Tag: Edward Hopper

Many Layers of History at 7th Avenue and 11th Street

This post is part of a series about Village intersections that correspond to the date.  In July, we took a look at 7th Avenue and 12th Street and discussed the former St. Vincent’s Hospital.  Yet, just a block down on 11th

WWI and the Village

On June 28, 1914, the Archduke Franz Ferdinand was assassinated, an event that led to the start of World War I.  While the Archduke himself bears few of any ties to the Village, WWI had a significant impact on the

Edward Hopper’s Village Muses

This weekend I went to the Whitney Museum, and as I was wandering around on the 7th Floor I found images of the Village that are familiar, nostalgic, bright, and utterly unique. Identifiable from a distance, Edward Hopper’s paintings live

Happy Birthday Greenwich Village Historic District!

Note: This is an updated version of a post originally written by Drew Durniak Map of the Greenwich Village Historic District. Click to enlarge. On April 29th, 1969, Mayor John Lindsay was still smarting from the botched cleanup of the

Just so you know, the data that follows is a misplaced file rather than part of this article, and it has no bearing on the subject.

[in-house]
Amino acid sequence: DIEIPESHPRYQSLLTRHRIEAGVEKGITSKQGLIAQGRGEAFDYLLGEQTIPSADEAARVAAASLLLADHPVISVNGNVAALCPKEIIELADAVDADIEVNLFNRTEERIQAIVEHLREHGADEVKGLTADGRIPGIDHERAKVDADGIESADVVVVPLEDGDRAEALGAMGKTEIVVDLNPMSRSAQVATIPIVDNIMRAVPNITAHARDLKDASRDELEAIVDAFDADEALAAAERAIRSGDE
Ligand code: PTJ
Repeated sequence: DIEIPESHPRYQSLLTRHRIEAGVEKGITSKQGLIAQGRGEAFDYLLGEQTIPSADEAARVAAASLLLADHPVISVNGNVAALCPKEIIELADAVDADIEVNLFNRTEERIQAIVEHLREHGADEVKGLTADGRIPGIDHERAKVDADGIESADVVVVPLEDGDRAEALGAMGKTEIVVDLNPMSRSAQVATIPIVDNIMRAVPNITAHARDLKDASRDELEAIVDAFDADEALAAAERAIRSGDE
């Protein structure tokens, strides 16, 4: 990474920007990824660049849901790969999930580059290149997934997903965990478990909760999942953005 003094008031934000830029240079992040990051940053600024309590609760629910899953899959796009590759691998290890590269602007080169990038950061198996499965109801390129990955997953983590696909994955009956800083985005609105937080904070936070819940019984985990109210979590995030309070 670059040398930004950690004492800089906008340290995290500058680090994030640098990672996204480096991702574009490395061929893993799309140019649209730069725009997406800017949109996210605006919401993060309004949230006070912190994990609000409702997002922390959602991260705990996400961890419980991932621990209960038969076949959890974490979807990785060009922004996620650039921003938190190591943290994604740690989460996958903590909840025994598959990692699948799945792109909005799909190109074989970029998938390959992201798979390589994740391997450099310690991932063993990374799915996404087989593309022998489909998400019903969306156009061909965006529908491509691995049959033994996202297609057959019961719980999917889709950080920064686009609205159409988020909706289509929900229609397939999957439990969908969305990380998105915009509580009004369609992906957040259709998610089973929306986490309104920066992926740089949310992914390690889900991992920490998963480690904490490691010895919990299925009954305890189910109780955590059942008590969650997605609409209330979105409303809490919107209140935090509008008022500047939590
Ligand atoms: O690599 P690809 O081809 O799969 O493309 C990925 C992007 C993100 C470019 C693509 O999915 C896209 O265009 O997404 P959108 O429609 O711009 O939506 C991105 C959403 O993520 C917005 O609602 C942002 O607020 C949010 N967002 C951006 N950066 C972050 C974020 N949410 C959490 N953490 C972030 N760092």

Happy Birthday Greenwich Village Historic District

Note: This is an updated version of a post originally written by Drew Durniak Map of the Greenwich Village Historic District. Click to enlarge. On April 29th, 1969, mayor John Lindsay was still smarting from the botched cleanup of the

House Tour Preview

This year’s Spring House Tour Benefit is right around the corner and features seven exquisite Village properties. In keeping with the storied history of the Village as an artist’s haven, the Spring House Tour has a longstanding tradition of including

99 Years Ago: The Washington Square Arch Conspiracy, January 23, 1917

The Washington Square Arch in Washington Square Park is in some ways the heart of the Village. The white marble structure was designed by renowned architect Stanford White and built in 1890-1892. It replaced an earlier, temporary privately-funded arch, made of

The Flatirons of the Village and the East Village

On September 20th, 1966, the Flatiron Building was designated a New York City landmark.  One of New York’s most beloved and iconic landmarks, the Flatiron Building is known for (among other things) its unique shape, formed by the intersection of Broadway and

What’s in Store for 237 Bleecker Street

If you love walking our Village streets, chances are you’ve come across the neglected little building at 237 Bleecker Street. Once a stagecoach house when it was built c. 1835, the wood structure is a cherished piece of Village history,

Edward Hopper and the Village

Last week the Whitney Museum  revealed its 3D cut-out recreation of the noted Edward Hooper painting Nighthawks in the prow of the Flatiron Building. The ‘pop-up’ project highlights the museum’s ongoing exhibition Hopper Drawing, which examines the drawings and creative

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